The judge carefully examines section 55 and the judgment in ZH (Tanzania) and gives sensible, useful guidance on similar cases:
Read the briefing is by "Free Movement' the blog

Mildred and family can stay in Sheffield!
I am sure you all will be pleased to learn that that Mildred Okpara has just received her official notification that she and her three children have been given leave to remain the the UK.

She wants to thank 'Freemovement' supporters who responded to the alert for Mildred and her children, particularly as without their help we would not have been able to build such an effective campaign throughout the country.

Mildred and the children were requested by UKBA to forcibly deport themselves in September, but they never went to the airport. They stayed in Sheffield and campaigned against the removal.

Keep up the good work everyone,

Sheena Clarke

On behalf of Mildred and Kirklees Refugee Forum

Britain unable to deport more than 5,000 foreign offenders

Chief inspector of immigration says UK Border Agency must to more to manage the 5,375 cases pending deportation

In an inspection report published on Thursday, John Vine, the independent chief inspector of immigration, says the UK Border Agency (UKBA) must do more to manage the 5,375 foreign prisoners who, having completed their sentences, have remained in detention or have been released into the community pending deportation.

Vine also warns that the UKBA would do better to take more account of human rights rulings by judges - particularly those that block deportations on the grounds of article 8 of the Human Rights Act, the right to family life - rather than wasting large sums of taxpayers' money on a futile cycle of further appeals, even though the outcome will be that the former prisoner will be allowed to stay in Britain.

"A significant number of appeals continue to be allowed against decisions to deport, in most cases because deportation would breach the UK's obligation to the individual under the Human Rights Act," says the former Strathclyde chief constable. "The agency must work to reduce the number of decisions overturned on appeal and take full account of the court's decisions in deciding whether deportation action is appropriate or whether it would breach a person's rights under article 8."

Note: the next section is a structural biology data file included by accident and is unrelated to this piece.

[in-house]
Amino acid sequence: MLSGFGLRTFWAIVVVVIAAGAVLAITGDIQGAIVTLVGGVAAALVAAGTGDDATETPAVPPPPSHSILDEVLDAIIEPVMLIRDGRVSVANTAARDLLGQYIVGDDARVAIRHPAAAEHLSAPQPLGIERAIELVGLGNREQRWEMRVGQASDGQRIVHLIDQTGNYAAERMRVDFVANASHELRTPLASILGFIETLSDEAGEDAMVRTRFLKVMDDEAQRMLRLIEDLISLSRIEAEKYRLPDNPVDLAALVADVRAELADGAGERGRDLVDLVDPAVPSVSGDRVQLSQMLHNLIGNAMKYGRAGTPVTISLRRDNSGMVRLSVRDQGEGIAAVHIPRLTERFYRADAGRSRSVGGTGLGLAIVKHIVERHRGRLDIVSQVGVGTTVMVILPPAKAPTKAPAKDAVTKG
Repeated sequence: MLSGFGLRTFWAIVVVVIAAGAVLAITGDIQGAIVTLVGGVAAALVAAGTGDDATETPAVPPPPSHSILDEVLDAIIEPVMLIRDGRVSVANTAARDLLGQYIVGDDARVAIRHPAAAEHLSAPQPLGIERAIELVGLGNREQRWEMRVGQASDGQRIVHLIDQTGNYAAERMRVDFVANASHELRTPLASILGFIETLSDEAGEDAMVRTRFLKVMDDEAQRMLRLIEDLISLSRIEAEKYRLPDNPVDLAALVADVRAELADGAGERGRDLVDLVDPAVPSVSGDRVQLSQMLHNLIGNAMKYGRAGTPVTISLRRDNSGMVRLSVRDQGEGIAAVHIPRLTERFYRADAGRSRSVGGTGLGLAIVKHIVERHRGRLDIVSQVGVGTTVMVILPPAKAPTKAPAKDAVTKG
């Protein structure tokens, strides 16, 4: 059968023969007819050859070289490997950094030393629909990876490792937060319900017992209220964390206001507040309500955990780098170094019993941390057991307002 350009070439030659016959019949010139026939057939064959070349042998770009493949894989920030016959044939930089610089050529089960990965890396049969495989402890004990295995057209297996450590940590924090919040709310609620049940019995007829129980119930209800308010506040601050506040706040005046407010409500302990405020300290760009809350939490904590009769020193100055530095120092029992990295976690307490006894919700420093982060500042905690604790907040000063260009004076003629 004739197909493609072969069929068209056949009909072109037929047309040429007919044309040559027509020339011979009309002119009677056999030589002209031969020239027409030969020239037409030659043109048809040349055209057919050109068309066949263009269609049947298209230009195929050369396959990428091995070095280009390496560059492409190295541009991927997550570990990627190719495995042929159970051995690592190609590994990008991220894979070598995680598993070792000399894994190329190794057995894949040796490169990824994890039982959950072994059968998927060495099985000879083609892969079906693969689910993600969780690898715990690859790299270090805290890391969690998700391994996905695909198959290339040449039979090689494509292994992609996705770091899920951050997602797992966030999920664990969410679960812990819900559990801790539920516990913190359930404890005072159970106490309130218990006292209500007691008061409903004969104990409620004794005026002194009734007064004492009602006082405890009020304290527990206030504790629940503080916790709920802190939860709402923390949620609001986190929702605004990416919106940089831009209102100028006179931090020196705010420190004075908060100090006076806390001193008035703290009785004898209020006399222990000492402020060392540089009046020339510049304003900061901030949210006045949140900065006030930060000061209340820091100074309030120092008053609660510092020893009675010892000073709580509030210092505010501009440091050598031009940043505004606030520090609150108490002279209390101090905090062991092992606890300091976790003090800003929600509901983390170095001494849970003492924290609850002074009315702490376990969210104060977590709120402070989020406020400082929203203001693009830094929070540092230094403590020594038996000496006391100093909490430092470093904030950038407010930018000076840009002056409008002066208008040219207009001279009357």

Alan Travis, , The Guardian, Thursday 27 October 2011

Australia: Accepted refugee commits suicide in detention
A 27-year old Tamil man died last night (Tuesday 24th) after committing suicide in Sydney's, Serco managed, Villawood detention centre, drawing the ire of many refugee advocacy groups who blame the Australian immigration system. It marks the sixth suicide of a refugee in Australian detention since last year, with four of them having occurred at Villawood.

The man was deemed to be a genuine refugee and was awaiting security clearance from the Australian Security Intelligence Organisation (ASIO). He had been held in detention by Australian authorities for over 2 years after fleeing Sri Lanka, first at Christmas Island before being transferred to Villawood.
Tamil Guardian, 26/10/11

Kenya: Sexual violence still a major urban threat
The streets of Kenya's big cities are notoriously dangerous at night - Reports of gender-based violence are on the rise in Kenya's cities, and experts say the police must improve their handling of cases of sexual assault to build public trust in the security and justice systems. According to police sources, some 3,200 cases of gender-based violence were reported to the police countrywide in 2010, up from 2,800 in 2009.

"Sexual violence is not just a risky issue in terms of one getting infected with HIV or any other sexually transmitted infection, [but] victims normally feel ashamed - we live in a society where the victim is blamed and hence many would rather not report it either to the police or even to their families," said Olga Masinde, a psychology lecturer at the University of Nairobi.
IRIN, 26/10/11

Uganda: Proposal to scrap bail could worsen abysmal prison conditions
- Ugandan human rights activists are concerned that President Yoweri Museveni's proposal to do away with bail for people suspected of committing certain crimes could swell the country's already overcrowded prison system and exacerbate severe problems in delivering health services to inmates.

Museveni announced the move to amend the Constitution and the Penal Code in May following "Walk to Work" protests over high food and fuel prices. The proposed law would allow judges to deny bail for at least six months to people arrested for treason, terrorism, rape, economic sabotage and rioting.
IRIN, 26/10/11

Legal aid cuts 'will force victims of human trafficking to claim asylum'